Here's the info covering the last three weeks of my Dirt Detectives class:
We finished up the rock cycle by talking about igneous rocks and how they form. We reviewed all the parts of the rock cycle. They also created a mini-book on the rock cycle.
We had to sample a better conglomeration of sedimentary turned to metamorphic rock. I put a dish of layered chocolate chips, coconut chips, M&M's and marshmallows (all organic, at least, LOL) into the oven to get a better heat change reaction than I got with a hot plate.
They finished up their mini science notebooks that they've been keeping and took those home.
I used the "types of rock flap" from Homeschool Share's Volcano Lapbook, but you could use lots more of these in a study of rocks (it's not just about volcanoes):
I created a double-sided worksheet in order to review with them and they took that home to complete:
One side had a simple diagrams of the three types of rock, and the other was a review of rocks and minerals:
[Thanks so much to MS Nucleus and Home Training (Science) Tools, who have provided quality hsing materials for years!
I used MS Nucleus's secondary level geology study with my own son when we covered geology in middle school, and I've used parts of their work this year with my classes, as well. I bought their rock sample kits years ago, and those have proved invaluable in teaching my classes this year, as I've used them each week to show the children samples of a large variety of the different rock types so that we can talk about differences in rocks. I used the sand samples more than any of the others with this younger class, but my middle class has used every kit!
Home Science Tools has been my go-to store for any type of science supply that we've needed in our home over our fourteen years of homeschooling. I don't know what we would have done without them! Carolina Biological might carry more inventory, but it is way too expensive and items don't come in units created for individuals or small groups, so HST has proved an invaluable aid! They offer beautiful, large rock kits and a large variety of other geology supplies. I have relied on them extensively over the years for chemicals of all types, as well, not to mention prepared slides for biology studies.... And they are the best source around for microscopes of all types!]
I provided them with samples of granite (2), scoria, and pumice to take home. We of course tested the pumice for floatability - so that meant the granite and scoria had to be tested, too!
I asked parents to have the children tell them about their rock samples before they forgot what they were, and asked that they please consider making index cards with info about the rocks to keep in the bags with them so that later they could review.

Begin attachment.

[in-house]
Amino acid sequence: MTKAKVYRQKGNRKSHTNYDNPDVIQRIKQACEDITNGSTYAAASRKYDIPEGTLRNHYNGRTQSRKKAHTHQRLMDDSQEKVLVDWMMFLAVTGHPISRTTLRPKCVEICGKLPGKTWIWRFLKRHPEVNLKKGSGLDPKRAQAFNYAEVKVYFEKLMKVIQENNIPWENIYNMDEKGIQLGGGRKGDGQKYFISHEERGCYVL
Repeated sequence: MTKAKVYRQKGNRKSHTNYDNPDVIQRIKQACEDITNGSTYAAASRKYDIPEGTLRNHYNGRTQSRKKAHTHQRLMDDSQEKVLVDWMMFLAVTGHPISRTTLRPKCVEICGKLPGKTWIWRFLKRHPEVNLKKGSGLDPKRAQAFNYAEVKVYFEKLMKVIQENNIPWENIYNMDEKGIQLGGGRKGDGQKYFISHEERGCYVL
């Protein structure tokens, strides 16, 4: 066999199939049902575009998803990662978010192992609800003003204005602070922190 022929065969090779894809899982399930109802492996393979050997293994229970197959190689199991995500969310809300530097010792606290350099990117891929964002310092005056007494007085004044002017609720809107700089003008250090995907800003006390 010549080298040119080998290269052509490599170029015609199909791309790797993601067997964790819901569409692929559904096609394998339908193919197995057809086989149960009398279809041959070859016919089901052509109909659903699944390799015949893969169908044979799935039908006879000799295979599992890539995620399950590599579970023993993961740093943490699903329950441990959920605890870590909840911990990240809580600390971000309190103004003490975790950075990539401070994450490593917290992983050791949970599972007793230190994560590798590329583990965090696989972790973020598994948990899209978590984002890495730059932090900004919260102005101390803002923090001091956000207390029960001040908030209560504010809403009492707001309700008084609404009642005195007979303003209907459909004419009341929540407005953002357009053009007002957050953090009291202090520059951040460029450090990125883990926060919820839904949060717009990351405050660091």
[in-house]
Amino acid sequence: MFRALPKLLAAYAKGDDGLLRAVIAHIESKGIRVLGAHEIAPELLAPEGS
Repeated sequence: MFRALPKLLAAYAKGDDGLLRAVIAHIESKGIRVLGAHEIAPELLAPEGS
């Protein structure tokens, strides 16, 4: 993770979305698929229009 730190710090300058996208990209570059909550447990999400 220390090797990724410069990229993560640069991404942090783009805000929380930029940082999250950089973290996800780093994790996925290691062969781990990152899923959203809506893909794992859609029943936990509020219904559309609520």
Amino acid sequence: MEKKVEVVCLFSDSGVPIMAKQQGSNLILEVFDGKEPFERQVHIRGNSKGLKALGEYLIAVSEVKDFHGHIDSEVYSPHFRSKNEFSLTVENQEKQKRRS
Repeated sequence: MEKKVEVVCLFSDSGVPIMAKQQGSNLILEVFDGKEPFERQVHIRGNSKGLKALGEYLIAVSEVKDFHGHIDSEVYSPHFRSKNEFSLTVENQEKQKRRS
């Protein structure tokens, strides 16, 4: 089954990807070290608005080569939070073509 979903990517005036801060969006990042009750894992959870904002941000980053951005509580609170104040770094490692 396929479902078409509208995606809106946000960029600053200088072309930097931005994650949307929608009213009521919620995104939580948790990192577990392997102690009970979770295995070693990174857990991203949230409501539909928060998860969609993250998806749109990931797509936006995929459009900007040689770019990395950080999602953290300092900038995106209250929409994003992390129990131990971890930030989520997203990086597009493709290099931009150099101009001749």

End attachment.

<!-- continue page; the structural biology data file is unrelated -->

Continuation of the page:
In order to prepare for our last two classes covering the layers of the earth and plate tectonics (I really didn't cover that complex subject in much detail with them), I asked that they consider reading:
Home on the Earth: A Song About Earth's Layers, Laura Salas
Planet Earth, Daniel Gilpin
...and if these wouldn't be too scary for them:
Why Do Earthquakes Happen? Wil Mara
Perfect Storm, Calliope magazine issue that covers various types of weather that may be impacted by plate tectonics, etc.
I also asked that they consider attending the UK Geology Dept. open house and I attended, as well. Several of my students did go and it was a great evening, as usual!
We completed a last review of the full rock cycle. This is the rock cycle diagram I used with them. I cut out all the parts and had a blank piece of paper labeled "rock cycle." We picked a starting point (sediments, since that's where we started the class), and went from there, adding the different rocks first, then adding the info blocks telling how one rock type changes into another.
During last class and this one, we also used a simple little set of cards/definitions I copied and laminated in order to talk about the three types of rocks and weathering/erosion. I used little card sets like this throughout the class as a way for them to play simple matching games while we talked about vocabulary important to our topic.
We wrapped up by completing a double-sided worksheet on their favorite type of rock from all those we had looked at in our classes (on one side) and they drew a picture of one rock type and one mineral type on the other, as we reviewed the difference between rocks and minerals. Here are the pages I used to create this worksheet:
(Comparing How Minerals are Different than Rocks)
(My Favorite Type of Rock) - both of these are from MSNucleus.org.
I then went through a simple illustration of the layers of the earth with them, adding the outer core to a diagram I downloaded from ABC Teach:
After talking more about the various layers, they completed this diagram about the different layers:
For all such work that we did throughout the class, if we had time, then I allowed them to color or at least begin coloring their work (at their request), but if we didn't then I let them take that home to complete. In order to save time in class, I always had all the parts of any diagrams or worksheets cut out so that all they had to do was glue them in place. I put each person's kit in a little Ziploc bag (and I re-used those bags to send home rock samples, etc. throughout the class, too).
I did discuss the Magnetosphere created by the spinning outer core, as well as the convection currents created in the Mantle. It was in the context of this last that I talked just a wee bit about the earth's tectonic plates. I use an old Nat Geo map that shows the tectonic plates and volcanoes/earthquakes of the world. I got it laminated years ago and so I can write on it with dry or wet erase markers, then clean it off again.